Ultra-Marathon tests runner

109-mile cross-country run above the Arctic Circle was an arduous endeavor


A runner with Chrisman ties completed what might be the toughest cross-country race on earth.

Jordan Reader, the son of Chrisman native Mark Reader, completed the Arctic Triple Lofoten Ultra-Trail marathon in late May, 2019.

The ultra-marathon consisted of 109 miles of strenuous trail running across Norway, ranging across the Lofoten islands to the country’s beaches to mountain paths.

After a backbreaking 25 hours and 24 minutes of running, Reader crossed the finish line first, besting 59 contestants from 22 countries to take the win.

Reader dominated the running field, finishing 56 minutes ahead of the runner-up.

“It was a very difficult event and the terrain and climate that we faced was tough,” Reader explained. “Something about it just caught my eye and I was excited for the challenge. All of the outside factors, though, are part of it and I would love to do something like this again.”

With 59 runners starting the race, the challenges presented to each contestant forced several to drop out of the race — some by choice and some by necessity.

Reader cited the weather as one of the biggest challenges for participants.

“We ran through freezing rain, hail and knee-deep pits of mud through the first portion of the run,” Reader said. “Through the second-half of the race we hit really heavy snow in the mountains and were actually rerouted around the area.”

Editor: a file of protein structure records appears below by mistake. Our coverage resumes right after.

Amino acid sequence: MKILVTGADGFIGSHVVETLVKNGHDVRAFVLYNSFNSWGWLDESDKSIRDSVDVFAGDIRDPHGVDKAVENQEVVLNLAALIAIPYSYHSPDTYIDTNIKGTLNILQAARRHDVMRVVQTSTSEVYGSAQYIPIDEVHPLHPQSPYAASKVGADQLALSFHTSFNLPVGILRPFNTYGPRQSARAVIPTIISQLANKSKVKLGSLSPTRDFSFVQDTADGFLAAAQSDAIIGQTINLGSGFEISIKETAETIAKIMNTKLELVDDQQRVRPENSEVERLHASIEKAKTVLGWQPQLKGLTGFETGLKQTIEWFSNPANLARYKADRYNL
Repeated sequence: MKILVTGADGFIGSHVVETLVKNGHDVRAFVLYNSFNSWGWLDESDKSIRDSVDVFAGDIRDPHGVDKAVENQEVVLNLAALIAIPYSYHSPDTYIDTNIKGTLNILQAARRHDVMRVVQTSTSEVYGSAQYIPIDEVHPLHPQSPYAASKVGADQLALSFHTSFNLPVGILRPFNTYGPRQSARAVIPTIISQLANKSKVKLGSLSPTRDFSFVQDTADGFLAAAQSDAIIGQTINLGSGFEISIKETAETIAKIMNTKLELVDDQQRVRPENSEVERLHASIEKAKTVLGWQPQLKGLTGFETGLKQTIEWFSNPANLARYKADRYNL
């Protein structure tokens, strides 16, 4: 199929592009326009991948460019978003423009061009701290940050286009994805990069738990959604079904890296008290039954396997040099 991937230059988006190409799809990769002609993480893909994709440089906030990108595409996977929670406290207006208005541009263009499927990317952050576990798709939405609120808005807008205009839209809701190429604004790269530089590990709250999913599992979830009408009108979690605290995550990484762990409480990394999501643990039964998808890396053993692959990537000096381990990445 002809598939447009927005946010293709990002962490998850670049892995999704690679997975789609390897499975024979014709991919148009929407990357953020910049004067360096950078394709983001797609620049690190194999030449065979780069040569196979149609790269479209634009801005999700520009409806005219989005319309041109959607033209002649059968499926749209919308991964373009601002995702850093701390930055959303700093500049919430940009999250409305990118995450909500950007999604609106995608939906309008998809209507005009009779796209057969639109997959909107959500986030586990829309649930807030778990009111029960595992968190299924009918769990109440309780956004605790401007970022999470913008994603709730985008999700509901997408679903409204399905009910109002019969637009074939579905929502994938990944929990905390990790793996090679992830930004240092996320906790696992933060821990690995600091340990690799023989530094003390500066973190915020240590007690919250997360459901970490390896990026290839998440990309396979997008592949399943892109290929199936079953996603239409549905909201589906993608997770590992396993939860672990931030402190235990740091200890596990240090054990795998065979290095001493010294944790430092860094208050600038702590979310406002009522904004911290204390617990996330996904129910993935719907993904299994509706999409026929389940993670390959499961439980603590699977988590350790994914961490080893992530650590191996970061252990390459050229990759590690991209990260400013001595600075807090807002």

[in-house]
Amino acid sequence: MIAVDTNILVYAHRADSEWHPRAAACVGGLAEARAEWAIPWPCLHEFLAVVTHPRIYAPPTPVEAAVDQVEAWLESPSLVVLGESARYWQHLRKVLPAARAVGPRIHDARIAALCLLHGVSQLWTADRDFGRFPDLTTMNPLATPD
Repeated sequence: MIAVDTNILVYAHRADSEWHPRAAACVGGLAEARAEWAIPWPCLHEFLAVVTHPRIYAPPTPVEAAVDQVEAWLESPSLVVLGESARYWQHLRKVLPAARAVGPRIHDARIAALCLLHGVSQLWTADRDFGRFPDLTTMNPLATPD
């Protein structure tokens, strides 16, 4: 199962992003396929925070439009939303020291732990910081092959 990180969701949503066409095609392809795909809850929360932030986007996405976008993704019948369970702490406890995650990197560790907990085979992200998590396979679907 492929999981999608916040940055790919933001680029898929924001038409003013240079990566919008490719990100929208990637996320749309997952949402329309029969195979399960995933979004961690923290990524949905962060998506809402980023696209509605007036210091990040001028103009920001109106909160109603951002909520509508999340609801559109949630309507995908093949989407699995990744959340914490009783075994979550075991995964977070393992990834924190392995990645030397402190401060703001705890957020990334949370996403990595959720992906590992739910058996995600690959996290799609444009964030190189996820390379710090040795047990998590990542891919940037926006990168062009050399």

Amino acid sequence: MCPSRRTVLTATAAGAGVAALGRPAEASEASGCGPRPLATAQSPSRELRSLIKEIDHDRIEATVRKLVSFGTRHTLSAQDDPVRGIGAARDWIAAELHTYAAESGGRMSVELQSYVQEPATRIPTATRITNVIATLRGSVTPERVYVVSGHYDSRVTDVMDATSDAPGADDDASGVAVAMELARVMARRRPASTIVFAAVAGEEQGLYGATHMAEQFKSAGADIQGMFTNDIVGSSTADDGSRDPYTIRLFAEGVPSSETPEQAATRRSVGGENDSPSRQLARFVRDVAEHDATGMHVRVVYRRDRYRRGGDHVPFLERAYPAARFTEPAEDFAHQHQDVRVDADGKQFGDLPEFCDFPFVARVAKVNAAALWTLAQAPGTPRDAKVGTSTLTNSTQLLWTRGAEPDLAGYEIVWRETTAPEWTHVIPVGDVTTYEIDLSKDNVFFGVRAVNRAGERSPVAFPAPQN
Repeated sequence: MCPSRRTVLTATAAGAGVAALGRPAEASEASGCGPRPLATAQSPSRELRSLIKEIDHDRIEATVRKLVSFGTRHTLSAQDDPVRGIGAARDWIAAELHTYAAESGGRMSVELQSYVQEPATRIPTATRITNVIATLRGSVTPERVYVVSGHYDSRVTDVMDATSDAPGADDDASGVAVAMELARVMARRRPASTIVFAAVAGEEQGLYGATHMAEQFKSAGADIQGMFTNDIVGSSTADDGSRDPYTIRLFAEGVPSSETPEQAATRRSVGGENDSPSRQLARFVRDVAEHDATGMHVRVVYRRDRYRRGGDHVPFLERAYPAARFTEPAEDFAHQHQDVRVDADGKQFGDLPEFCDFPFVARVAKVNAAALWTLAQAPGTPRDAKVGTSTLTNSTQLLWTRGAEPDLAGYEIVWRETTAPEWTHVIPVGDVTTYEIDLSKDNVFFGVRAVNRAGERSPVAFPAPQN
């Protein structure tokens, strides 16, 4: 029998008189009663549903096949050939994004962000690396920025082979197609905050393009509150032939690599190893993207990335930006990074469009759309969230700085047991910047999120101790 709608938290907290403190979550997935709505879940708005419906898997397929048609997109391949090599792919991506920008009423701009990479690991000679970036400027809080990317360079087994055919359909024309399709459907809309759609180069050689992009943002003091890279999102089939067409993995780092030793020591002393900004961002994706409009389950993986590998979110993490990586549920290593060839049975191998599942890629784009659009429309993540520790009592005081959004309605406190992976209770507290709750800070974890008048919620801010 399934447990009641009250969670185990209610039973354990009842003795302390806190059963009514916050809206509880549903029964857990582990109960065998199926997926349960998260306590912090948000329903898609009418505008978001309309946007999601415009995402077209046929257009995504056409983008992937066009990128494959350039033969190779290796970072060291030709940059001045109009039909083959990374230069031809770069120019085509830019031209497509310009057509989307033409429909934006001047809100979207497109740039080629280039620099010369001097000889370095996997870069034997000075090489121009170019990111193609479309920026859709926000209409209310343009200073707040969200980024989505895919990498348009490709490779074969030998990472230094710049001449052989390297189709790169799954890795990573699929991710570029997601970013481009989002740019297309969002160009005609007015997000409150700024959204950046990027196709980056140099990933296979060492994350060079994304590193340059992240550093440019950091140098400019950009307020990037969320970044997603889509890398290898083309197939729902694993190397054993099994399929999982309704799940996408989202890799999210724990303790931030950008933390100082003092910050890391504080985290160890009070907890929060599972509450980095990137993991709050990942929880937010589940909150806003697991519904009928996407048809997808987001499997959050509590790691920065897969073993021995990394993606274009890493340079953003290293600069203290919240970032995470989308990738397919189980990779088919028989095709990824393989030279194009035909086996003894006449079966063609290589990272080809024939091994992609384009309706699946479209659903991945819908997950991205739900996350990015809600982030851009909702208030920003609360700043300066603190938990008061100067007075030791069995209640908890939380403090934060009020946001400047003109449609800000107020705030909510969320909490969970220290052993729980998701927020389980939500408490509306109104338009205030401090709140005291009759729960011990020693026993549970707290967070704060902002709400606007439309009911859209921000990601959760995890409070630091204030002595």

The original route of 100 miles quickly became 109 miles as organizers of the race feared for the safety of the runners.

Despite his socks being soaking wet and running into the face of nearly 40 mile per hour gusts of freezing wind, Reader pushed on.

“The wind (after the rain) really took its toll on some people and a several of them dropped out due to shock or hypothermia,” Reader said. “Of the 59 people that started the race, only 13 of them were able to finish it.”

Despite the challenges that occurred along the way, Reader still secured a first-place finish and was able to bring a lifetime’s worth of memories back home with him.

Even after the 109-mile trek, he is sure he will take part in another ultra-marathon in the future.

“I would really like to run one of these again,” Reader said. “It takes a toll on your body, though, and my recovery is the important thing right now.”

Reader is the son of Mark and Gina Reader of Porterville, Calif. Dr. Mark Reader, a graduate of Chrisman High School, joined his son for the final 23 miles of the race.

Reader is the grandson of the late Dr. James and Marylou Reader of Chrisman. His grandmother still lives in Chrisman.

Reader is in the second month of his medical residency program in Corvallis, Ore.

After completing his medical degree in family medicine and hopes to incorporate ultra-running into his practice.

“I ran my first ultra-marathon in my second year of medical school and was hooked from the start,” Reader said. “This race in Norway was a lot more work and it was hard, but I loved it. Norway was so beautiful and I would absolutely go and run it again.”